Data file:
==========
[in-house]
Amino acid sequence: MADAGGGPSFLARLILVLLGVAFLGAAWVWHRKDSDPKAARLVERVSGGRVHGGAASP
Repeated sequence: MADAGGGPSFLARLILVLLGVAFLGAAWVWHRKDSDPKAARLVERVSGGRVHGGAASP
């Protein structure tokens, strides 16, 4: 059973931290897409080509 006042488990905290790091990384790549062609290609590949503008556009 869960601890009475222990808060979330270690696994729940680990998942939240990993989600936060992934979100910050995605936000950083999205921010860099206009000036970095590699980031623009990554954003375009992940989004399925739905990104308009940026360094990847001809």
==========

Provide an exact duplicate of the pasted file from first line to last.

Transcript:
[in-house]
Amino acid sequence: MADAGGGPSFLARLILVLLGVAFLGAAWVWHRKDSDPKAARLVERVSGGRVHGGAASP
Repeated sequence: MADAGGGPSFLARLILVLLGVAFLGAAWVWHRKDSDPKAARLVERVSGGRVHGGAASP
């Protein structure tokens, strides 16, 4: 059973931290897409080509 006042488990905290790091990384790549062609290609590949503008556009 869960601890009475222990808060979330270690696994729940680990998942939240990993989600936060992934979100910050995605936000950083999205921010860099206009000036970095590699980031623009990554954003375009992940989004399925739905990104308009940026360094990847001809």